Amazing. If I had to describe Italy in one word, Amazing would be pretty high on my list of adjectives. So would intense, beautiful, hunger-producing (see that great trick? one little hyphen lets me sneak an extra word in there!). All of this is a round-about way of getting to my point, which is… it’s not easy to figure out where to start sharing the experience. So how about the by the book version?Way too late in my minimal pre-trip planning, I came across the (make that THE) site for real info on Italy: Go Italy, where Jessica Spiegel does an ace job of laying it all on the line. I managed to scribble a few notes before I left, but basically we had to wing it. Upon returning, I checked her out again, and sure enough, she has a great article called Top 10 Things to do in Rome, which, by a combination of intent and accident, we pretty much managed to cover (except for the Cappuchin Crypt, which so sadly escaped us!)
So, inspired by Jessica, I’ll start this first (well, technically kind of second) article on Italy with the straight skinny on Rome (stay tuned for off the beaten path, weird, and fun to come, along with Florence and Venice).
Trastevere: The best way to discover Rome is on foot, and we set out early the first morning, strolling across the Tiber River and found ourselves in Trastevere, a hot spot for food & bars, night life, and fun. Worth a couple wander-throughs by day and night. Trivia: in Italy, the river is known as the Tevere, and Trastevere literally means “across the Tevere River.”
Vatican: Whatever your religious beliefs, when in Rome… you know the rest. Gotta do St Peter’s and the Vatican. So we did. And I got in trouble. This will give you a hint why:
Roman Forum: I found my way to anthropology via archaeology, my first love, so when we hit the ruins–and there are plenty–I fell in love. How many people had gone before me? How many stories had been told while walking down those same pathways? What was life like when all those buildings were intact? You can certainly expect more on ruins in upcoming posts!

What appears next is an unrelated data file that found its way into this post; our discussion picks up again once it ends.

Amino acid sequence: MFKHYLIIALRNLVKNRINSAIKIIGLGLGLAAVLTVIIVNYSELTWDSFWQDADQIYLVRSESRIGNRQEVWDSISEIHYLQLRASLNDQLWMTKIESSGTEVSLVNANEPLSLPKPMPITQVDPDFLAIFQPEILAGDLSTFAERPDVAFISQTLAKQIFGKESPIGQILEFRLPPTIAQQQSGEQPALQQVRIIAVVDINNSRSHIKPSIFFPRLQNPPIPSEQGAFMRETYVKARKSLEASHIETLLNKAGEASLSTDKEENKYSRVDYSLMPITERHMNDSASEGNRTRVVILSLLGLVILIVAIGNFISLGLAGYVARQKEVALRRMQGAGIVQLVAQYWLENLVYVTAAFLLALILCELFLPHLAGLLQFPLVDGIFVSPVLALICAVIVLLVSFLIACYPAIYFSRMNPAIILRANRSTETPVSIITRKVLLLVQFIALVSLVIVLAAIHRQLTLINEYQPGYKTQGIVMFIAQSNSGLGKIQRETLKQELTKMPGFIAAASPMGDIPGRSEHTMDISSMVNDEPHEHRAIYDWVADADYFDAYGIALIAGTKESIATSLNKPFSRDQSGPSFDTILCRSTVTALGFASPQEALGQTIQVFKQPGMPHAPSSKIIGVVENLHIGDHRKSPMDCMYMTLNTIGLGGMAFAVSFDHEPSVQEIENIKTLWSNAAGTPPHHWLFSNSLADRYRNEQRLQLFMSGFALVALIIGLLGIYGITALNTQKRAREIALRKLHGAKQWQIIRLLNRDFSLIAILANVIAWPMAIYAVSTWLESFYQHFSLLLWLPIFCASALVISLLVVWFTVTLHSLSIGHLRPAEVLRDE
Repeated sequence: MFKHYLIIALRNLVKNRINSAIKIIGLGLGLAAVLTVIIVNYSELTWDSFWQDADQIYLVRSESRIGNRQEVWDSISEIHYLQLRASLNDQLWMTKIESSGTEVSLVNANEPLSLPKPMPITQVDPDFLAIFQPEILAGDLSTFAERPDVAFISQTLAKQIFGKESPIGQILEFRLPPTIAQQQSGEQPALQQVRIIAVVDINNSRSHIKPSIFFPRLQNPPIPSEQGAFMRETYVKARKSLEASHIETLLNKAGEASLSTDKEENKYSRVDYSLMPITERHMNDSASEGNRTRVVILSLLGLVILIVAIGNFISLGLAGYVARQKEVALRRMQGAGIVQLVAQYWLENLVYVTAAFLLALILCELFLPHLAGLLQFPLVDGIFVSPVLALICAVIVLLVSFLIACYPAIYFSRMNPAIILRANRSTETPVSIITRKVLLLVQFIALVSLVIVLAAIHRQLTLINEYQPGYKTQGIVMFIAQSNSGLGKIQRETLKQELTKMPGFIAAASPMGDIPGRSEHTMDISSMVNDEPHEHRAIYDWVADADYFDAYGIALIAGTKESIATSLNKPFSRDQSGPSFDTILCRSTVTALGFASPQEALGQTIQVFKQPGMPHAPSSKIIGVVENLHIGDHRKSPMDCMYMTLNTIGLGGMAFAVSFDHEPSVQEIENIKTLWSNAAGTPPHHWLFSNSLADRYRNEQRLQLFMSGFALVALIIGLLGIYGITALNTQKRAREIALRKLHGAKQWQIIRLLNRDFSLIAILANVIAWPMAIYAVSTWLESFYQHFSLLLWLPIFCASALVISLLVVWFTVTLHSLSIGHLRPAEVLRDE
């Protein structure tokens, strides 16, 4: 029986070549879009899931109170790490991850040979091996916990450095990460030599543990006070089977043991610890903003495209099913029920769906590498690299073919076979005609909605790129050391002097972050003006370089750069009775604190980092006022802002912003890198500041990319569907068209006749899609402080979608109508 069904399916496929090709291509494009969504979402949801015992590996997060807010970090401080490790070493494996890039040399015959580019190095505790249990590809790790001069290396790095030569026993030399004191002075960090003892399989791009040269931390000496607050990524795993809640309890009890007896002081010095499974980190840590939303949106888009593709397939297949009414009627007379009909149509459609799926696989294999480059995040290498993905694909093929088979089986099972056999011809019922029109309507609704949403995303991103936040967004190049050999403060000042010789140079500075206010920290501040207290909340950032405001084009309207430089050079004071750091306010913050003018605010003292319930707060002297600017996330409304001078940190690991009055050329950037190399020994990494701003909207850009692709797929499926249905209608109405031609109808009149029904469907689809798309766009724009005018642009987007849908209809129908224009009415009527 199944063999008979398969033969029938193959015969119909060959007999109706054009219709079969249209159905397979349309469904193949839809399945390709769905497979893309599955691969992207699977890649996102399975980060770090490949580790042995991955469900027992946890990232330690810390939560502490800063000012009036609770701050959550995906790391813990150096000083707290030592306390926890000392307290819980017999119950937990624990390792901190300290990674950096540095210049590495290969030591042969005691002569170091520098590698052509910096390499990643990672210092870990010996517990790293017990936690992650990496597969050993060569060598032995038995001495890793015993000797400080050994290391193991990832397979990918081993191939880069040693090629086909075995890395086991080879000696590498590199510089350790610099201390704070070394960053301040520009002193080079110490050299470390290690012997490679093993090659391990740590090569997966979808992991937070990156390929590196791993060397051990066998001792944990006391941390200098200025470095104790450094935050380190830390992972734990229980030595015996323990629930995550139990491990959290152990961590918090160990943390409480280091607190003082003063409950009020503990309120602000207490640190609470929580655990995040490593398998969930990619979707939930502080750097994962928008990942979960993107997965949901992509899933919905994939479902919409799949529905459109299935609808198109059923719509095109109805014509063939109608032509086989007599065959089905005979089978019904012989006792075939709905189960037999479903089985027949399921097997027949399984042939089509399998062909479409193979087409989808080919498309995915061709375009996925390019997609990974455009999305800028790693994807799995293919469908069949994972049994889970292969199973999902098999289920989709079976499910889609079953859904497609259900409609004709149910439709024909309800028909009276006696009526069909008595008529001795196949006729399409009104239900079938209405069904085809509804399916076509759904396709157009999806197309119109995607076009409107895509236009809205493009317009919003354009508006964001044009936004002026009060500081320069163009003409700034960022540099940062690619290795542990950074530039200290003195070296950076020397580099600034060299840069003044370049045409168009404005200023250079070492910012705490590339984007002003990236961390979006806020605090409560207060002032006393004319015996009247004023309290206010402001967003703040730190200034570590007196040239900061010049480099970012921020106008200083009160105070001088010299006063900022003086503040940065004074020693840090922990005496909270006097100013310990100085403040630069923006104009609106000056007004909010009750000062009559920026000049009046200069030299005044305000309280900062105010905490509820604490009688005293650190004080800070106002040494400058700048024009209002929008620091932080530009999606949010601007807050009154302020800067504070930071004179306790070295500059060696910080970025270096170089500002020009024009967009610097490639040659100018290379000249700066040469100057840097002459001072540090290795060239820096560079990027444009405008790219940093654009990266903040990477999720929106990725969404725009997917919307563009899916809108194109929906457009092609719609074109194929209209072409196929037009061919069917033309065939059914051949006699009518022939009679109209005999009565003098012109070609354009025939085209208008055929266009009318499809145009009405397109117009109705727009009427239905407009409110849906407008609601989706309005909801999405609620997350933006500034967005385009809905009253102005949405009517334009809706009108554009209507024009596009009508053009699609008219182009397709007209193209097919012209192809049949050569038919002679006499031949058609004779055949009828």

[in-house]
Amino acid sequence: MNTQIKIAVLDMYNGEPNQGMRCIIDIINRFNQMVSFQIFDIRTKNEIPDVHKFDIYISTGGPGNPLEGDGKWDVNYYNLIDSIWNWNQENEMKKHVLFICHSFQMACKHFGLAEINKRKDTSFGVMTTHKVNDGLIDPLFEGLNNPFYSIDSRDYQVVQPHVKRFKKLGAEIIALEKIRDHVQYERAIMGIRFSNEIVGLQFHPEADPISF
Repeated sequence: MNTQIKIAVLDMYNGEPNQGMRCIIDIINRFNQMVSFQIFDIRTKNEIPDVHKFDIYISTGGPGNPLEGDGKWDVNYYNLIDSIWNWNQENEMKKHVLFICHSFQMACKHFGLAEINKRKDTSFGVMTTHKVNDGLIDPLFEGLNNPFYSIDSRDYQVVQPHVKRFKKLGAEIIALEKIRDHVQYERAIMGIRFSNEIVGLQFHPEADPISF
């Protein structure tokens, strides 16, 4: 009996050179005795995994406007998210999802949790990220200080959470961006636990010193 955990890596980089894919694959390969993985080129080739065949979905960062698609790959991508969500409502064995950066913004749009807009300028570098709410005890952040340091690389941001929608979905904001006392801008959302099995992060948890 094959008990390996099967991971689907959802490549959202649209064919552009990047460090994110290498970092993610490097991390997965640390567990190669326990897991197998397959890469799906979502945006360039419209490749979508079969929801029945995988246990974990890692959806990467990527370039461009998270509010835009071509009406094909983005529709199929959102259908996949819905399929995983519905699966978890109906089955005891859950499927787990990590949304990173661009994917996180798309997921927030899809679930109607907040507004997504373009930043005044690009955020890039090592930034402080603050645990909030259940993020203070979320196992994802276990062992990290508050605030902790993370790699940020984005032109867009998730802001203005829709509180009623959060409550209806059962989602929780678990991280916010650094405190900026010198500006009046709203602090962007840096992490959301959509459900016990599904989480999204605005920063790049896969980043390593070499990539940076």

Colosseum: You can save money by doing the Roman Forum, Palatine Hill, and Colosseum on the same day because one ticket will get you into all three places. We started at the Capitolio, walked through the Forum and Palatine Hill, and got to the Colosseum at 3:30 only to discover that it was about to close, so we put it off for another day. More to come on that too.
There’s a subway stop right across the street and there’s just something amazing about the modern life just speeding along beside this tremendous ancient structure.
Pantheon: Jessica Spiegel loves the park life (make that plaza life) that surrounds the Pantheon. While I agree that the Pantheon itself is amazing (why can’t I come up with another adjective??), and we did stop for a cappuccino, the street life around it was way too touristy (and expensive) for our taste.
Campo di Fiori: Markets are among my favorite places anywhere in the world, and although Campo di Fiori is supposed to be a flower market, there are far more food stalls. Full of color, smells, vendors shouting “la pasta! la pasta!” and all the others responding with a chant repeated every day. Make sure this is high on your list of places to visit, and if you’re not convinced yet, give me time… there’s an entire post coming on this sensory-stimulating place.
Food: Italy and food are pretty much synonymous, and it would be insane to stick to the basics. I tried (and failed) to taste everything possible, so we’ll just have to go back (again and again and again).
Jessica also includes the Trevi Fountain, Spanish Steps, and Cappuchin Crypt on her list. We passed by the Trevi Fountain many times, but it is one of the most tourist-filled places in the city, so my camera stayed in my bag. The Spanish Steps were also a bit of a let-down. Go anyway, climb them, keep on going and head up to the Villa Borghese, an amazing (there I go again!) park overlooking the city.